This book is on the Prescriptions list for Module A: Experience Through Language in Elective 2: Distinctively Visual. And it is, indeed a very visual book, both in its magically descriptive style, and with the use of quite haunting photographs throughout. I can TOTALLY see myself teaching this novella. I can imagine myself in a classroom, exploring the beauty of the story and the text’s composition with a class. The only problem I have is that my favourite text to stay on the list is also in this Module – the film “Run, Lola, Run” – so a choice will need to be made when the time comes. I will almost certainly need to take some of my own advice and move outside my comfort zone.

Even though the only reason I read this book is because of my job, I encourage every person reading this blog to read this book. It is the most beautiful piece of writing I have encountered in a very long time.

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Book 17 – AfterZoe

“AfterZoe” by Amanda Hickie (2013)

For the second time recently, I found myself reading a book written by someone I know. Admittedly, it’s a very long time since I saw Amanda… but she is a good friend of my cousin’s and I would be lying if I said that reading this book was no different to reading any other book. There is no doubt that, given my choice to blog about my reading, there is a sense of responsibility when reading a book by someone I know, even by degrees of separation, that does not exist when reading a book written by a stranger.

“AfterZoe” was passed on to me by my uncle Dion (who has not yet read it), who had been given it by my brother, Patrick (who has read it), who had picked it up from his workplace, where Amanda’s husband also works. See what I mean… so many extra layers of responsibility as a self-appointed critic, when so few degrees of separation exist between you and the author.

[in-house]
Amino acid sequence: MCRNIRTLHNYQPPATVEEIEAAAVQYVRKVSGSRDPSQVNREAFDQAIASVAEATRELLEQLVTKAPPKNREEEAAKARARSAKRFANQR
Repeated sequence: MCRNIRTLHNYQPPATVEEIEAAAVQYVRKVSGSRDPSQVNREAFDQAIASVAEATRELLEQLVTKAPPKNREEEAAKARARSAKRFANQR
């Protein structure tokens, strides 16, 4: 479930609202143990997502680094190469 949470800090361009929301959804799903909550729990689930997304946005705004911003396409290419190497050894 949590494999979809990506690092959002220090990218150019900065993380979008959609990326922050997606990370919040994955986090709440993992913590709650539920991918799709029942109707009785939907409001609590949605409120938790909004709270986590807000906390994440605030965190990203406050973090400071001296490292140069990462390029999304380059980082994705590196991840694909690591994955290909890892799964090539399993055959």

So, Amanda, if you’re reading this…

I did enjoy this book and I have never read a book quite like it. The book starts with Zoe’s death and the narrative is an exploration of a heaven/hell afterlife that was intriguing and filled with likeable characters who kept calling me back. So, on the one hand, I would describe this novel as one I couldn’t put down.

But at the same time, the old adage of suspending your disbelief in fiction was stretched beyond a reasonable point at many places throughout the story. I persevered. I was sure there was a ‘bam’ moment that would tie all the loose ends and contradictions together on its way. But it didn’t come and, for me, both the treatment of Zoe’s son, Liam, and the ending of the book, were frustrating and unrealistic and let the novel down in many ways.

Unfortunately, this was a book that left me with far more questions than answers. However, there is a real skill for character development obvious throughout. This book was self-published, and I understand that Amanda has a deal with a publisher for her second book. I am excited to see the result of a book that will receive the benefit of some professional editing and polish.